This article is from the Dreaming FAQ, by "Lars Rune Foleide" email@example.com .
Dreaming is highly involved in learning and memory. If you have a bad
experience, it will be digested in your dream. Most likely in a
nightmare. Dreams are quite often a reflection of your day memory. The
protein-synthesis is highly active during REM, so if you want to
learn, then staying in REM is a good move. REM is also necessary to
supply the cornea with oxygen. Delta sleep, associated with large,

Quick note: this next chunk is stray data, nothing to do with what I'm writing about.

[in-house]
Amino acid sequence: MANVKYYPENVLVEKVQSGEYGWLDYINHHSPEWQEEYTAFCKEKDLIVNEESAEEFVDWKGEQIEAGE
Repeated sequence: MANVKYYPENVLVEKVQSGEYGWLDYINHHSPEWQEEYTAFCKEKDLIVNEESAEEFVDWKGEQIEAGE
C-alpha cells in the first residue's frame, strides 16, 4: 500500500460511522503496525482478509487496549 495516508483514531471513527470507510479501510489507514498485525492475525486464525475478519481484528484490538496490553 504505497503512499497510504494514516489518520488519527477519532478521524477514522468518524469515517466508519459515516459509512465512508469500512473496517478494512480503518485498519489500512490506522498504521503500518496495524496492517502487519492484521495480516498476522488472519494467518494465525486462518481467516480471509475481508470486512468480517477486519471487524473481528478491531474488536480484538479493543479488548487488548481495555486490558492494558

slow brain waves, is what most people call the deepest kind of sleep,
when you are hardest to awaken. It is necessary for the brain/body to
rest and heal. A good balance between delta sleep and REM is important
for learning. Growth hormones are also produced during delta sleep.